Trouble follows Novak Djokovic around like a puppy.
At the French Open last week, the 36-year-old Serb courted controversy when, after his victory over Aleksandar Kovacevic, he grabbed a pen and wrote (in Serbian) on the lens of a TV camera: ‘Kosovo is at the heart of Serbia, stop the violence’ — a nationalist message at odds with Kosovo’s claim as an independent state and on the very same day that Serbians clashed with Kosovo’s police and NATO-led peacekeepers in northern Kosovo.
In an ideal world, of course, sport and politics would never mix but that’s like trying to take the egg out of an omelet – impossible and, for that matter, entirely pointless.
While Djokovic’s actions at the French Open drew widespread criticism, it was just another incident on an increasingly long rap sheet for the tennis superstar.
In January 2022, for example, he was deported from Australia ahead of the Australian Open, after his staunch anti-COVID vaccination stance prevented him from competing and his claims of a medical exemption were dismissed.
In 2020, meanwhile, he was thrown out of the US Open for smashing a ball into the throat of an unsuspecting lineswoman, hospitalizing her and earning himself a disqualification in the process
Ballboys have been bawled at. Racquets have been hurled. There have been strops, f-bombs and feuds with umpires. Djokovic has also mastered the art of gamesmanship, according to fellow players.
Take the 2020 French Open, where Carreno Busta was leading the quarter-final match against Djokovic before the Serb called a medical time-out, disrupting the Spaniard’s momentum.
But suddenly feeling better, Djokovic returned for the win. “Every time a match gets difficult, he seeks medical attention,” grumbled Busta.
Former world number one, Andy Roddick, was less diplomatic before their match at the 2008 US Open, saying Djokovic had seemed to “overcome two hurt ankles as well as a back (injury), and a rib and a cramp, bird flu, anthrax, SARS, common cough and cold” in his previous game. “He’s either quick to call the trainer or he’s the most courageous guy of all time,” Roddick declared.
The net result, as the chorus of boos greeting him in Paris have proved this week, is that Novak Djokovic’s popularity appears questionable (at best).
But how tennis needs him.
The trouble with Djokovic, though, is that he’s on the verge of becoming the greatest male player of all time. If he wins the French Open this weekend, it will be his 23rd Grand Slam singles title – more than any other man in history.
There’s no disputing the continued brilliance of Djokovic’s performance. But beyond that, he’s also the kind of player professional tennis requires right now to keep it interesting.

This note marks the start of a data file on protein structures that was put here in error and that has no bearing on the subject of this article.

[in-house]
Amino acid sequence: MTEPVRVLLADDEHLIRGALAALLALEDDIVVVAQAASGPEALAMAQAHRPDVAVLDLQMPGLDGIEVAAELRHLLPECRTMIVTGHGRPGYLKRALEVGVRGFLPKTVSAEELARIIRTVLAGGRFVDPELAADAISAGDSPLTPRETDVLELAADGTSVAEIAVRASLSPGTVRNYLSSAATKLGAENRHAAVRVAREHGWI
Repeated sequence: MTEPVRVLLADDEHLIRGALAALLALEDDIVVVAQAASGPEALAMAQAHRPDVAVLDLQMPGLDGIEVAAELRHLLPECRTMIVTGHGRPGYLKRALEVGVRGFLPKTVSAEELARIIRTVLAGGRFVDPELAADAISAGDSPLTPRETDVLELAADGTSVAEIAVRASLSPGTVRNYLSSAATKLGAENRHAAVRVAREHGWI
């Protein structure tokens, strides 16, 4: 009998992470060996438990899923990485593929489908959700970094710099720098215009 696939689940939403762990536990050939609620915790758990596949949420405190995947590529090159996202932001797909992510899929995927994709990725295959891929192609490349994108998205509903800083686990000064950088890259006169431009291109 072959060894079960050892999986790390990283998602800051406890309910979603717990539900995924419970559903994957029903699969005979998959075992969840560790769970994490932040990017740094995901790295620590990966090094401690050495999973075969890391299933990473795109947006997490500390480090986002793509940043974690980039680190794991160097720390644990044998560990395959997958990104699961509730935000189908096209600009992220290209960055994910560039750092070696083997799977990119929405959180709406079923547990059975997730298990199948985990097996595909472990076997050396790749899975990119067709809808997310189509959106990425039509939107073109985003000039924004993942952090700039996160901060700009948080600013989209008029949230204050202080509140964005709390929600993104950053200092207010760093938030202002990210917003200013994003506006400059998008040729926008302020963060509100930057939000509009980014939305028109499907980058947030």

I mean, look at Wimbledon, which is so sleepy the crowd actually applauds the line technology machine that determines whether a ball is in or out. Exciting, huh?
Yes, you don’t have to do much to be labeled a ‘character’ in tennis. Similarly, you don’t have to do much to become the villain of the piece either.
And no character feels more interesting— or, yes, irritating — than Novak Djokovic. Especially as Roger Federer has hung up his racquet and Rafael Nadal is sidelined with injury and his race all but run.
After all, for so long Djokovic has been the Goldfinger to Federer’s James Bond, the Darth Vader to Nadal’s Obi Wan Kenobi.
And it’s that kind of intense rivalry that tennis thrives on.
Imagine Bjorn Bjorg never playing John McEnroe? Or Chris Evert without Martina Navaratilova on the other side of the net?
It’s what makes sport what it is.
You need a polarizing presence, a player who fans want to lose more than they want the other one to win. Both magnificent and maddening, that presence today comes down to Djokovic.
Of course, many in pro tennis believe that Djokovic gets away with more than his contemporaries simply because he’s so good.
When Djokovic was disqualified from the US Open in 2020 for hitting the line judge, for example, Australia’s Nick Kyrgios – perhaps the baddest of all the game’s bad boys – launched a poll on Twitter, asking his followers how long he would be banned for if he had behaved like Djokovic, giving options of five, 10 or 20 years. More than 200,000 votes were tallied and over 51% of respondents decided that 20 years would be most likely.
But it’s easier to clamp down on lower-ranked players for contraventions — they don’t attract a fraction of the media coverage as Djokovic. Just look at the wall-to-wall analysis of his legal fight and subsequent deportation from Australia in 2022.
In the wake of that debacle down under, Djokovic’s former coach, Boris Becker, was asked in a BBC interview why people still didn’t warm to the Serb.
“He’s not for everybody – I get it,” replied the three-times Wimbledon champion. “[But] you cannot make people love you.”
Maybe we should all try a bit harder.